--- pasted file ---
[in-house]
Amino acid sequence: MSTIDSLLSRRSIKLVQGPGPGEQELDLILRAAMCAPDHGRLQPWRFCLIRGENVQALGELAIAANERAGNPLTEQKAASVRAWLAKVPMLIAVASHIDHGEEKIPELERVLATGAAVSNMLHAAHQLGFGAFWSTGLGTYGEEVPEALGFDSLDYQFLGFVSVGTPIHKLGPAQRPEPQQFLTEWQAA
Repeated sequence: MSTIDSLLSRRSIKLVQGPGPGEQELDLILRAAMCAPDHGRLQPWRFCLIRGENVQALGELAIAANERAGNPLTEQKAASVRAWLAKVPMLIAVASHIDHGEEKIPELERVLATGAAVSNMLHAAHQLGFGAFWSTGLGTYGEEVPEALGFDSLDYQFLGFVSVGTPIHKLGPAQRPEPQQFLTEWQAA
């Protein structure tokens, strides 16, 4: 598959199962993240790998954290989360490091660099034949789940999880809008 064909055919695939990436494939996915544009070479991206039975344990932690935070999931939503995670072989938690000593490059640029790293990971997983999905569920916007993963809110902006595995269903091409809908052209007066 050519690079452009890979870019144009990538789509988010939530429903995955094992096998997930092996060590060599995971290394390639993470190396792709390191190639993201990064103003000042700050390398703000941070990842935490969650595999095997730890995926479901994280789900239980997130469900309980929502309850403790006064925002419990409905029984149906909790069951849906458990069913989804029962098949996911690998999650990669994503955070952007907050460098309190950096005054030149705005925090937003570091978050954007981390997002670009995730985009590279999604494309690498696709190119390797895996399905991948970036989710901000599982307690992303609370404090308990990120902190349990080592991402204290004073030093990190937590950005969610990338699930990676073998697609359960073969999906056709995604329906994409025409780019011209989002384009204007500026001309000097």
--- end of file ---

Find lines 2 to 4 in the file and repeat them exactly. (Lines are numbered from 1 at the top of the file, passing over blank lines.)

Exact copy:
Amino acid sequence: MSTIDSLLSRRSIKLVQGPGPGEQELDLILRAAMCAPDHGRLQPWRFCLIRGENVQALGELAIAANERAGNPLTEQKAASVRAWLAKVPMLIAVASHIDHGEEKIPELERVLATGAAVSNMLHAAHQLGFGAFWSTGLGTYGEEVPEALGFDSLDYQFLGFVSVGTPIHKLGPAQRPEPQQFLTEWQAA
Repeated sequence: MSTIDSLLSRRSIKLVQGPGPGEQELDLILRAAMCAPDHGRLQPWRFCLIRGENVQALGELAIAANERAGNPLTEQKAASVRAWLAKVPMLIAVASHIDHGEEKIPELERVLATGAAVSNMLHAAHQLGFGAFWSTGLGTYGEEVPEALGFDSLDYQFLGFVSVGTPIHKLGPAQRPEPQQFLTEWQAA
């Protein structure tokens, strides 16, 4: 598959199962993240790998954290989360490091660099034949789940999880809008 064909055919695939990436494939996915544009070479991206039975344990932690935070999931939503995670072989938690000593490059640029790293990971997983999905569920916007993963809110902006595995269903091409809908052209007066 050519690079452009890979870019144009990538789509988010939530429903995955094992096998997930092996060590060599995971290394390639993470190396792709390191190639993201990064103003000042700050390398703000941070990842935490969650595999095997730890995926479901994280789900239980997130469900309980929502309850403790006064925002419990409905029984149906909790069951849906458990069913989804029962098949996911690998999650990669994503955070952007907050460098309190950096005054030149705005925090937003570091978050954007981390997002670009995730985009590279999604494309690498696709190119390797895996399905991948970036989710901000599982307690992303609370404090308990990120902190349990080592991402204290004073030093990190937590950005969610990338699930990676073998697609359960073969999906056709995604329906994409025409780019011209989002384009204007500026001309000097």